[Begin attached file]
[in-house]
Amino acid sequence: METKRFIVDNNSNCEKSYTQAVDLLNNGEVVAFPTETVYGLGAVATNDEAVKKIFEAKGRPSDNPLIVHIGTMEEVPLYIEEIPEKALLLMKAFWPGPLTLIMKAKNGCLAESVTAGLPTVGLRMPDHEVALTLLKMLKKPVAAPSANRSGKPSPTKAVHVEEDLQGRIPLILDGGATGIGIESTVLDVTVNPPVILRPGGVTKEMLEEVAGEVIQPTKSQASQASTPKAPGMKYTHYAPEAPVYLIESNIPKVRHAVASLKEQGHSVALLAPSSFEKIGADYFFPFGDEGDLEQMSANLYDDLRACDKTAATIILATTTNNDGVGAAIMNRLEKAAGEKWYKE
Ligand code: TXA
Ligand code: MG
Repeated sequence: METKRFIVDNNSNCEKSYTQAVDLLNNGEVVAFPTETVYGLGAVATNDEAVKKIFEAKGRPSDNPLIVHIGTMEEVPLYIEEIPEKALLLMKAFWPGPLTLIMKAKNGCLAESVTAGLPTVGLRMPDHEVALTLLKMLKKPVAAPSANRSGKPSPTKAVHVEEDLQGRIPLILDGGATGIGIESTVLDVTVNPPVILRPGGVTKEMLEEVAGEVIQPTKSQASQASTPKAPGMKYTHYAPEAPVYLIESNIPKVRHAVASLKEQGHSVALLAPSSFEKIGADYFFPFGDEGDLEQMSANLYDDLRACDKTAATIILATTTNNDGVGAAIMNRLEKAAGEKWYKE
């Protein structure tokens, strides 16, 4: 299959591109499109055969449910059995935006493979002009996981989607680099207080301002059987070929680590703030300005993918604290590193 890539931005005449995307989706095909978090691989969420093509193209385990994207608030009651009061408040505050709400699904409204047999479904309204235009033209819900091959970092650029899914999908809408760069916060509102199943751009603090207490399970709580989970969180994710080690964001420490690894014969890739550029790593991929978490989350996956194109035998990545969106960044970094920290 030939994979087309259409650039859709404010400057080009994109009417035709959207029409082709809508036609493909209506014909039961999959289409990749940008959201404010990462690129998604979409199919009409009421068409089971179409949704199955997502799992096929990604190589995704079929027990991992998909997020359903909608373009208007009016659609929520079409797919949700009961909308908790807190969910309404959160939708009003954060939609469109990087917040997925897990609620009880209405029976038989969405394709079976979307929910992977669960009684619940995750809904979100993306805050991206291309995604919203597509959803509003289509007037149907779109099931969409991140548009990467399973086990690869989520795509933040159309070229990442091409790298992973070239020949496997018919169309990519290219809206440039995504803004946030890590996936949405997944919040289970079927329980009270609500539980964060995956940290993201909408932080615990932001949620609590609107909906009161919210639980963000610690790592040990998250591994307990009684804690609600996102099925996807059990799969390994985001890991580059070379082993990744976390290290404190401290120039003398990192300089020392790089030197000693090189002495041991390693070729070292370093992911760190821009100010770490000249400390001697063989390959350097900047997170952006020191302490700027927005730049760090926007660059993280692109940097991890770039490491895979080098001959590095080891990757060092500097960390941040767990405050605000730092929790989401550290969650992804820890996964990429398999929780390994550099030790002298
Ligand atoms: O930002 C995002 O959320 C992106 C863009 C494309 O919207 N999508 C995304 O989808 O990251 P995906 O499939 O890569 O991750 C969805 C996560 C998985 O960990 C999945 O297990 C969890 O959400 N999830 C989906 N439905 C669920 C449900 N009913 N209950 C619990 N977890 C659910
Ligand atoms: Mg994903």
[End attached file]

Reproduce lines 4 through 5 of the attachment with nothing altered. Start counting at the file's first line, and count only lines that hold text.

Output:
Ligand code: MG
Repeated sequence: METKRFIVDNNSNCEKSYTQAVDLLNNGEVVAFPTETVYGLGAVATNDEAVKKIFEAKGRPSDNPLIVHIGTMEEVPLYIEEIPEKALLLMKAFWPGPLTLIMKAKNGCLAESVTAGLPTVGLRMPDHEVALTLLKMLKKPVAAPSANRSGKPSPTKAVHVEEDLQGRIPLILDGGATGIGIESTVLDVTVNPPVILRPGGVTKEMLEEVAGEVIQPTKSQASQASTPKAPGMKYTHYAPEAPVYLIESNIPKVRHAVASLKEQGHSVALLAPSSFEKIGADYFFPFGDEGDLEQMSANLYDDLRACDKTAATIILATTTNNDGVGAAIMNRLEKAAGEKWYKE